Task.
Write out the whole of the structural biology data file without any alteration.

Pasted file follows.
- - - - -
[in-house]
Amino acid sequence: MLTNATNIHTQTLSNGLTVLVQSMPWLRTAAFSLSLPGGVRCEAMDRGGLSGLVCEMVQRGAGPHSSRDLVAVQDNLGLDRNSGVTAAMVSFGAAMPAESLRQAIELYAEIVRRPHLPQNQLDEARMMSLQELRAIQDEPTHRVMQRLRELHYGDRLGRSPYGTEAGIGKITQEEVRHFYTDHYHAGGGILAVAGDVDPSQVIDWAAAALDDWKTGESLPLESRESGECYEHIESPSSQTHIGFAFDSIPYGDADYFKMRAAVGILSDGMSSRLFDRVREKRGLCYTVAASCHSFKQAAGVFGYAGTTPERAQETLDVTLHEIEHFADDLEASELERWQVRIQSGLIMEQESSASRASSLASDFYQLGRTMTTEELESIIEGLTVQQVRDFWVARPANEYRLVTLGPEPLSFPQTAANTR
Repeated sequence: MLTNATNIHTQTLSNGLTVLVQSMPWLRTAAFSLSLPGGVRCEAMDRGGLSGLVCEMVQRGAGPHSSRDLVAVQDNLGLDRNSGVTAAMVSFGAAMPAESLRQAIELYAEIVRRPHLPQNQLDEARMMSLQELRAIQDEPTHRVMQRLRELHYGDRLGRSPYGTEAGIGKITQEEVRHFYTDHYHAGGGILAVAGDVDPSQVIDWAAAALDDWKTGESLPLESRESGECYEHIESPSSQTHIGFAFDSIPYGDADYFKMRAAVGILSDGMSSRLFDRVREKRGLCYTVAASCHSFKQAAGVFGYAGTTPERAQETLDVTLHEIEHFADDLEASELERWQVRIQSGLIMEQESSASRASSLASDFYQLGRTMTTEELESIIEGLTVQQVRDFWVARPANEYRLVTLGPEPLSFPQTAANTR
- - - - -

[in-house]
Amino acid sequence: MLTNATNIHTQTLSNGLTVLVQSMPWLRTAAFSLSLPGGVRCEAMDRGGLSGLVCEMVQRGAGPHSSRDLVAVQDNLGLDRNSGVTAAMVSFGAAMPAESLRQAIELYAEIVRRPHLPQNQLDEARMMSLQELRAIQDEPTHRVMQRLRELHYGDRLGRSPYGTEAGIGKITQEEVRHFYTDHYHAGGGILAVAGDVDPSQVIDWAAAALDDWKTGESLPLESRESGECYEHIESPSSQTHIGFAFDSIPYGDADYFKMRAAVGILSDGMSSRLFDRVREKRGLCYTVAASCHSFKQAAGVFGYAGTTPERAQETLDVTLHEIEHFADDLEASELERWQVRIQSGLIMEQESSASRASSLASDFYQLGRTMTTEELESIIEGLTVQQVRDFWVARPANEYRLVTLGPEPLSFPQTAANTR
Repeated sequence: MLTNATNIHTQTLSNGLTVLVQSMPWLRTAAFSLSLPGGVRCEAMDRGGLSGLVCEMVQRGAGPHSSRDLVAVQDNLGLDRNSGVTAAMVSFGAAMPAESLRQAIELYAEIVRRPHLPQNQLDEARMMSLQELRAIQDEPTHRVMQRLRELHYGDRLGRSPYGTEAGIGKITQEEVRHFYTDHYHAGGGILAVAGDVDPSQVIDWAAAALDDWKTGESLPLESRESGECYEHIESPSSQTHIGFAFDSIPYGDADYFKMRAAVGILSDGMSSRLFDRVREKRGLCYTVAASCHSFKQAAGVFGYAGTTPERAQETLDVTLHEIEHFADDLEASELERWQVRIQSGLIMEQESSASRASSLASDFYQLGRTMTTEELESIIEGLTVQQVRDFWVARPANEYRLVTLGPEPLSFPQTAANTR